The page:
Quality assurance workers fight against non-payment of overtime

In general, there are two classifications of employees in California: exempt and non-exempt. Those who are exempt employees do not benefit from overtime and are usually compensated with a salary, as opposed to an hourly wage. Other employees are non-exempt and should receive payment for their overtime. The improper classification of workers can ultimately lead to an employment dispute from disgruntled workers who feel that they are entitled to being paid for their overtime hours.

A lawsuit was brought against Epic Systems by one of its former quality assurance workers for not receiving payment for overtime hours. The complaint has had 44 others join as plaintiffs since its filing. In the spring of 2014, the suit was certified as a class action after both parties agreed, and nearly 1,000 previous and current employees were sent letters in May to inform them about the suit.

According to the complaint, the quality assurance workers for the health care software producer were classified as exempt. The employees and company officials had different viewpoints concerning whether the workers should have been classified differently. Ultimately, to avoid additional additional expenses, both sides agreed to settle, and $5.4 million is to be distributed amongst the claimants.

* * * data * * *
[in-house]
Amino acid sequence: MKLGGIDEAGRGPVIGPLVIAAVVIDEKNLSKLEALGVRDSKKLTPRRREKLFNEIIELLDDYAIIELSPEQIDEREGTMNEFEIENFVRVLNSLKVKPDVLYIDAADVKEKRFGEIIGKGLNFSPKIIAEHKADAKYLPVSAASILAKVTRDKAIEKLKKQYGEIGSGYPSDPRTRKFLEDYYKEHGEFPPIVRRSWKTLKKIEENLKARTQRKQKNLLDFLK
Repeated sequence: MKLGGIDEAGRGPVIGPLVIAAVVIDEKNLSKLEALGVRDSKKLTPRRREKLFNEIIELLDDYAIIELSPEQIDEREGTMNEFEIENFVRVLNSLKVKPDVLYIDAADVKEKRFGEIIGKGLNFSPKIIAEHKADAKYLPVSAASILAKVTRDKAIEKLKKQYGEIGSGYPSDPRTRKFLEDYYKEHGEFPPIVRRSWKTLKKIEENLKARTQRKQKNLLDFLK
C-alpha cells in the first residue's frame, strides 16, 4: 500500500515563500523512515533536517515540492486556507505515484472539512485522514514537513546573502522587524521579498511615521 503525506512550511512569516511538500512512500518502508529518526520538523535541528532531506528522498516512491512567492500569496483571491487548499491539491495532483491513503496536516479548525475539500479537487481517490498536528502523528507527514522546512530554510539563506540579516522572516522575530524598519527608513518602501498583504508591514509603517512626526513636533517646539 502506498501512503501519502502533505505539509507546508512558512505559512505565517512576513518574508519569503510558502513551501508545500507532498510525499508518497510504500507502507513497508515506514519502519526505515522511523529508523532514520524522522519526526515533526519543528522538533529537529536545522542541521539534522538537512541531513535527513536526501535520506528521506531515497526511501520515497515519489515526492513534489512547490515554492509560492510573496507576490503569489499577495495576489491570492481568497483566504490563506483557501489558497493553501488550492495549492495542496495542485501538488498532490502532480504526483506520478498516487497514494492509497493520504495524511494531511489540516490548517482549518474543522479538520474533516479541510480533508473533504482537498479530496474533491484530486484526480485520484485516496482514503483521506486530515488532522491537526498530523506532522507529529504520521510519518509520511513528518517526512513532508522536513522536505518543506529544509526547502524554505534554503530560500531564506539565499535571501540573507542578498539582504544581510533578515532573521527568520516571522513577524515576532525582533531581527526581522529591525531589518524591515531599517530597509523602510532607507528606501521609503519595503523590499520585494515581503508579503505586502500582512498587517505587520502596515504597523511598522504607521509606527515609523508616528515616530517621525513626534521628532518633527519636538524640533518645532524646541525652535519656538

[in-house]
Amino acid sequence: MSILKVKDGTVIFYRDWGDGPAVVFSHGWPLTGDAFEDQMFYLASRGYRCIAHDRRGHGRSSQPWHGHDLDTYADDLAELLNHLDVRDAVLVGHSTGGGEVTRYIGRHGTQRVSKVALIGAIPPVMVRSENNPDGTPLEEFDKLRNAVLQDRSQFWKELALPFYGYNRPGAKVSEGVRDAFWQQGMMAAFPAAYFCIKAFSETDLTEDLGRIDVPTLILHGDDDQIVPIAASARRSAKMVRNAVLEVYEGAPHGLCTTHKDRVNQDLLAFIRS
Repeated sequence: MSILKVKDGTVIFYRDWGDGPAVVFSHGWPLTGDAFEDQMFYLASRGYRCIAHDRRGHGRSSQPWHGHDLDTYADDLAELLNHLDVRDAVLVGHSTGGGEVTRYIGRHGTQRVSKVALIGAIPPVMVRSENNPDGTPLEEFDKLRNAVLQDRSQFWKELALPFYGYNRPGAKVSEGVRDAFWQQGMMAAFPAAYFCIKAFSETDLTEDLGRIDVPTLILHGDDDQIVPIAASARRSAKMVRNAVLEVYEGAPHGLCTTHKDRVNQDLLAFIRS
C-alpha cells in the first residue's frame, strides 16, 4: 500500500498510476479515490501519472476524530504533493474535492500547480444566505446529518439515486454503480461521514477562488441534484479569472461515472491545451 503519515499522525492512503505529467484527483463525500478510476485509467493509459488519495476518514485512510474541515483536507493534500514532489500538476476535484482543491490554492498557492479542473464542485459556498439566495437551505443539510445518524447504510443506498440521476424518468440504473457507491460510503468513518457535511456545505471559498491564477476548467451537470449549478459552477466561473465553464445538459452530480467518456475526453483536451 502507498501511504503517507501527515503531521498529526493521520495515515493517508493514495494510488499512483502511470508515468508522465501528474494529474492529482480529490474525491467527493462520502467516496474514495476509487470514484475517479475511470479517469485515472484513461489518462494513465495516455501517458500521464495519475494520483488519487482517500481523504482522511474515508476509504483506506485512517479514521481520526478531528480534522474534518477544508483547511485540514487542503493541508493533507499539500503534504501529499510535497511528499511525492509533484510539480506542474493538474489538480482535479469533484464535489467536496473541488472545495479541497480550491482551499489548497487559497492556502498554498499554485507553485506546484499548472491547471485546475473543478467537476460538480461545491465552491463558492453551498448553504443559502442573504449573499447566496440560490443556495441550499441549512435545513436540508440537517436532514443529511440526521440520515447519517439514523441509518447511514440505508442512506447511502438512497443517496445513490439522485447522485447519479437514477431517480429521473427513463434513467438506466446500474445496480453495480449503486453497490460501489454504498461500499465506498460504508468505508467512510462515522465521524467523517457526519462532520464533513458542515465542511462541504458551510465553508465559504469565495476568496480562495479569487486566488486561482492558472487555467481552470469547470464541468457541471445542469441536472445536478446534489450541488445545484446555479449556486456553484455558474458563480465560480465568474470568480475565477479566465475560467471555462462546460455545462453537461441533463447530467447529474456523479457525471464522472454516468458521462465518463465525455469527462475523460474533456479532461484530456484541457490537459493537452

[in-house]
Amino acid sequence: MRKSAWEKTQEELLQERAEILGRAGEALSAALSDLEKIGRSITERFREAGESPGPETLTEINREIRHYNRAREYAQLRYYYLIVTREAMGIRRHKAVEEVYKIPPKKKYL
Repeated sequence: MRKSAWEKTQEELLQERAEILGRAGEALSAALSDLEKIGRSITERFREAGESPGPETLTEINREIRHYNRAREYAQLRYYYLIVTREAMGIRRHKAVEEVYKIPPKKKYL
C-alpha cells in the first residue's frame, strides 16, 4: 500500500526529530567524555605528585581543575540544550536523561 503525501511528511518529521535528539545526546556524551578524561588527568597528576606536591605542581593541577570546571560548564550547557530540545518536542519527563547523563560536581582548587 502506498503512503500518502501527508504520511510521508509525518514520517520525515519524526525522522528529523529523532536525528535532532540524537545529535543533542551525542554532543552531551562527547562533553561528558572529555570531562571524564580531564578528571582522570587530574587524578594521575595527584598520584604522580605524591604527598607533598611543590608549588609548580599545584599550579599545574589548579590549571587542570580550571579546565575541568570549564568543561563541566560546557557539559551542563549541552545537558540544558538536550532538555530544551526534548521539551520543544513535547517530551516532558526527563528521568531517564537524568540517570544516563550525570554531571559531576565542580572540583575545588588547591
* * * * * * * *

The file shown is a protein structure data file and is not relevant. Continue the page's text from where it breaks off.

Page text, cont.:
Although companies' management teams should know how to classify their employees properly, some fail to do so. If a California employee is not receiving payment for his or her overtime because of a classification error, he or she should discuss the issue with his or her employer. In the event that an agreeable solution is not met, the worker may choose to pursue legal action. Cases that are ruled in favor of the claimant may award him or her with unpaid overtime, as well as possibly result in the reclassification of a group of workers.

Source: hots.madison.com, "Epic reaches $5.4 million settlement with former workers on overtime pay", Ed Treleven, Oct. 31, 2014

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